Constructive challenge of good governance

Simply watching TV or reading the news in the papers or over the Internet has become a daily reminder of questions related to governance People are not reassured and distrust (especially of business) runs high. Corruption and scandals seem to constantly flood the senses and the mental conditioning — whether driven by mainstream or social media, activist or political remarks or even simply being an outlet for frustration — leads one to imagine the worst instantly. It has been a sub-optimal year when one speaks of corporate governance in India. At times like this it becomes difficult to differentiate between what has been a genuine failure of governance or business, and what in hindsight could be (or can alleged to be) a mala fide. Winston Churchill once said: Some people see private enterprise as a predatory target to be shot, others as a cow to be milked, but few are those who see it as a sturdy horse pulling the wagon. It stands to reason that the business constituency must work hard to be seen as that sturdy horse.

Yet, whether it be an NPA (non-performing asset) story, an IL&FS story, management or systemic lapses at banks, or a key shareholder wielding power beyond the enterprise’s own constitution, the appearance is that of a widespread governance vacuum. Allegations begin to fly thick and fast and knees begin to jerk at unnatural paces. In such circumstances, the easy reaction is to either demand or advance a solution that is wrong It becomes convenient to neglect appropriate choices since it seems easier to prescribe medicine for the symptom than truly cure underlying factors. Writing a reactive prescription creates unreal expectations; when these are not met, one proceeds to write or demand yet more prescriptions and the circle goes on. By way of context I loosely rephrase a comment by Bhishma in Mahabharata: Koi vishay gambhir nahi hota hai, paristhiti gambhir hoti hai (a topic itself cannot be grave; only circumstances are grave). Rationality demands that we acknowledge real aberrations in governance. Just labelling failure or absence of governance as isolated instances cannot be par for the course. Enhanced governance standards are the need of the day At the same time, sincere contemplation of the realities of enterprises, individual participants and the authorities is deserved. Regulation without such appreciation is destined to be suboptimal. It is not unusual to see heavy-handed regulations being prescribed (if only to show that the state is frowning and acting) even if they do not achieve an optimal outcome. Each organisation is different and has its own governance policies, requirements and capabilities.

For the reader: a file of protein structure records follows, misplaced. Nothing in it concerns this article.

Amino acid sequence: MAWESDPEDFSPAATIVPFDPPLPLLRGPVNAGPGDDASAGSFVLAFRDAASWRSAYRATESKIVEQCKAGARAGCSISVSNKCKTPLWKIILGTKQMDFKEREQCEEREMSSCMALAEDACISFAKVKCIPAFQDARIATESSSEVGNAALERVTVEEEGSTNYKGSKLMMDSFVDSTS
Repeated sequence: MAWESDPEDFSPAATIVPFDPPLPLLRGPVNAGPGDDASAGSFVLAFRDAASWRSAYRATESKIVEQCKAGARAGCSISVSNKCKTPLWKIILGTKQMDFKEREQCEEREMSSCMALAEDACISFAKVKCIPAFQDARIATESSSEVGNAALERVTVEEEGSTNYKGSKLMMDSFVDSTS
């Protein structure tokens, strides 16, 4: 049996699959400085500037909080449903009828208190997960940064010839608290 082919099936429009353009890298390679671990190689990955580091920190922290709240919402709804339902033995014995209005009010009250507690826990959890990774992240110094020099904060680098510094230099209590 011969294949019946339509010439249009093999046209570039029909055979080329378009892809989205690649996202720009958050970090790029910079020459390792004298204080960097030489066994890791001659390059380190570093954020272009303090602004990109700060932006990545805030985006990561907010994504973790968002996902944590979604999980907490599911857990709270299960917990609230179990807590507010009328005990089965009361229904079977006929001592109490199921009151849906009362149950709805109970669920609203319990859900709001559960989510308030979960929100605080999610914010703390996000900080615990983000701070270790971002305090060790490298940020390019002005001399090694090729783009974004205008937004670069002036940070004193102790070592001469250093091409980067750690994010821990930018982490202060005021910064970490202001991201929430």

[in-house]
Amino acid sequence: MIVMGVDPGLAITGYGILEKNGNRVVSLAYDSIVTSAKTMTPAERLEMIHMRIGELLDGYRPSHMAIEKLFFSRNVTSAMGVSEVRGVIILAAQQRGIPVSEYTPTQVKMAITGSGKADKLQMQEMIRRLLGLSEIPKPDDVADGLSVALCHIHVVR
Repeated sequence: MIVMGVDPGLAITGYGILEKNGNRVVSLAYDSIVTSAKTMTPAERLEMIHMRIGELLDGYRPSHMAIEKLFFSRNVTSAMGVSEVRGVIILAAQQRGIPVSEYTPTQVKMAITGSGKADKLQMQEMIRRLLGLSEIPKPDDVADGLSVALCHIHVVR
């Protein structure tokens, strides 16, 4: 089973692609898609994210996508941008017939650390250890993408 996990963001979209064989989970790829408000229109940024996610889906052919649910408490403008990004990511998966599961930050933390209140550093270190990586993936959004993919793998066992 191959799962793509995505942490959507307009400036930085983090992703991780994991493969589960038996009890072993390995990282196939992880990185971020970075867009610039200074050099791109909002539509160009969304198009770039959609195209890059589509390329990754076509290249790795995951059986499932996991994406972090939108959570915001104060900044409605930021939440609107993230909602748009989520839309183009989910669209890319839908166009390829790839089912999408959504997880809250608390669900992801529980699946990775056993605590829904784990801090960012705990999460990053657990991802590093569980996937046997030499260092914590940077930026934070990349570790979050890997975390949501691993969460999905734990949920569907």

Each organisation has its own industry/regulatory requirements and distinctive tolerance for risk. It is usually the combination of business circumstances and an organisation’s risk profile that sinks it or makes it soar. It is usually its risk tolerance that dictates the kind of decisions and choices the organisation makes. A bad outcome does not signify deviant intent or behaviour. All directors of an enterprise are bound by their fiduciary duty and the duty of care and skill. It is obvious that not all directors may have the same skill and experience, or a similar understanding of the functioning of the business. This raises a question as to what is expected of different types of directors when it comes to their duties. Globally, the business judgment rule prevails. Under this, a director is not considered liable if he/she took reasonable and diligent steps to become informed about the subject matter, did not have a personal financial interest (or declared such a conflicting interest) and had a rational basis to believe that the decision was in the best interest of the company at the time. Contraventions or failures must invite proportionate punishment. But like in any equitable economic environment, presumption of good faith and innocence on the part of a director must prevail until there is compelling evidence to prove otherwise. An equitable system has the maturity to suffer failure in punishing one delinquent as long as the presumption of innocence is not denied to many. This balance is crucial in preserving the desire of appropriate, upright persons to undertake the duties and obligations of a director. In recent days the role of independent directors has invited both debate and criticism Promoter directors have been in this unhappy situation for much longer. It is rare for the media or public or the authorities to show a spontaneous interest in the good work of these classes. This perhaps is a global phenomenon, not just here. Negativity has more takers than positivity. In this environment, for the powers that be it becomes natural to turn prescriptive and create wholesale regulations, which end up essentially making life more difficult for the diligent. The delinquent usually don’t seem to care or simply find shortcuts. These paragraphs cannot accommodate substantive suggestions, and barely scratch the surface on what merits an intense dialogue. None of the above belittles a reality that those responsible for corporate governance need to study where others have failed, and use the learnings to introspect and strengthen attitudes and processes at their own ends. The authorities may like to introspect if in the long run a muscular state or too much regulation can be harmful to the success of businesses as well as the economy as a whole. It will be a fine balancing act amongst all stakeholders to evolve a scenario where sound ethics and efficient management can be ensured, and unintended or unpleasant consequences avoided.

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